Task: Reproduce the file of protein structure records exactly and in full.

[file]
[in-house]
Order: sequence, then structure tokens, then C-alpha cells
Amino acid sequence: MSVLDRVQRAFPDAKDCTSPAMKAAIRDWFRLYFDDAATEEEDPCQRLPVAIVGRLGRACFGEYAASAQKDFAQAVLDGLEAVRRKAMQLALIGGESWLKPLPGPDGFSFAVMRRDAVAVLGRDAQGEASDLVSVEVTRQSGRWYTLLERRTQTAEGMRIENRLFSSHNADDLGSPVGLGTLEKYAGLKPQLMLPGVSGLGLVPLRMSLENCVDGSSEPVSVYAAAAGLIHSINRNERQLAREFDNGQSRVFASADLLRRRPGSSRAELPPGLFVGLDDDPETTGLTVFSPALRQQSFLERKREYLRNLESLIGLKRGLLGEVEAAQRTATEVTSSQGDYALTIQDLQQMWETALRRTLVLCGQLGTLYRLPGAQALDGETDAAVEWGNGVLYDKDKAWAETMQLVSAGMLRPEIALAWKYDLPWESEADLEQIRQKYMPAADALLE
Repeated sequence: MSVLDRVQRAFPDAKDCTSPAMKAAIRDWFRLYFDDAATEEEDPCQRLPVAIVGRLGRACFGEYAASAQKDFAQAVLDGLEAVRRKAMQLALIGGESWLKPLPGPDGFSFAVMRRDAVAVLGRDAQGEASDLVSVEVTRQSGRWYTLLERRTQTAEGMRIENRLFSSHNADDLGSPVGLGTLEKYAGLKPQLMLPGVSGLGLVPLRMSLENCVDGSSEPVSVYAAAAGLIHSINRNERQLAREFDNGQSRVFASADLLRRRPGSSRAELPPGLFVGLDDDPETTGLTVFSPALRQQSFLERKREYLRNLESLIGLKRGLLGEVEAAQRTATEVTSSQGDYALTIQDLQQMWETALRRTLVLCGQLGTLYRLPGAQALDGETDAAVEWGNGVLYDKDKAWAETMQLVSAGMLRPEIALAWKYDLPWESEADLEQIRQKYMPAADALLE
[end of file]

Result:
[in-house]
Order: sequence, then structure tokens, then C-alpha cells
Amino acid sequence: MSVLDRVQRAFPDAKDCTSPAMKAAIRDWFRLYFDDAATEEEDPCQRLPVAIVGRLGRACFGEYAASAQKDFAQAVLDGLEAVRRKAMQLALIGGESWLKPLPGPDGFSFAVMRRDAVAVLGRDAQGEASDLVSVEVTRQSGRWYTLLERRTQTAEGMRIENRLFSSHNADDLGSPVGLGTLEKYAGLKPQLMLPGVSGLGLVPLRMSLENCVDGSSEPVSVYAAAAGLIHSINRNERQLAREFDNGQSRVFASADLLRRRPGSSRAELPPGLFVGLDDDPETTGLTVFSPALRQQSFLERKREYLRNLESLIGLKRGLLGEVEAAQRTATEVTSSQGDYALTIQDLQQMWETALRRTLVLCGQLGTLYRLPGAQALDGETDAAVEWGNGVLYDKDKAWAETMQLVSAGMLRPEIALAWKYDLPWESEADLEQIRQKYMPAADALLE
Repeated sequence: MSVLDRVQRAFPDAKDCTSPAMKAAIRDWFRLYFDDAATEEEDPCQRLPVAIVGRLGRACFGEYAASAQKDFAQAVLDGLEAVRRKAMQLALIGGESWLKPLPGPDGFSFAVMRRDAVAVLGRDAQGEASDLVSVEVTRQSGRWYTLLERRTQTAEGMRIENRLFSSHNADDLGSPVGLGTLEKYAGLKPQLMLPGVSGLGLVPLRMSLENCVDGSSEPVSVYAAAAGLIHSINRNERQLAREFDNGQSRVFASADLLRRRPGSSRAELPPGLFVGLDDDPETTGLTVFSPALRQQSFLERKREYLRNLESLIGLKRGLLGEVEAAQRTATEVTSSQGDYALTIQDLQQMWETALRRTLVLCGQLGTLYRLPGAQALDGETDAAVEWGNGVLYDKDKAWAETMQLVSAGMLRPEIALAWKYDLPWESEADLEQIRQKYMPAADALLE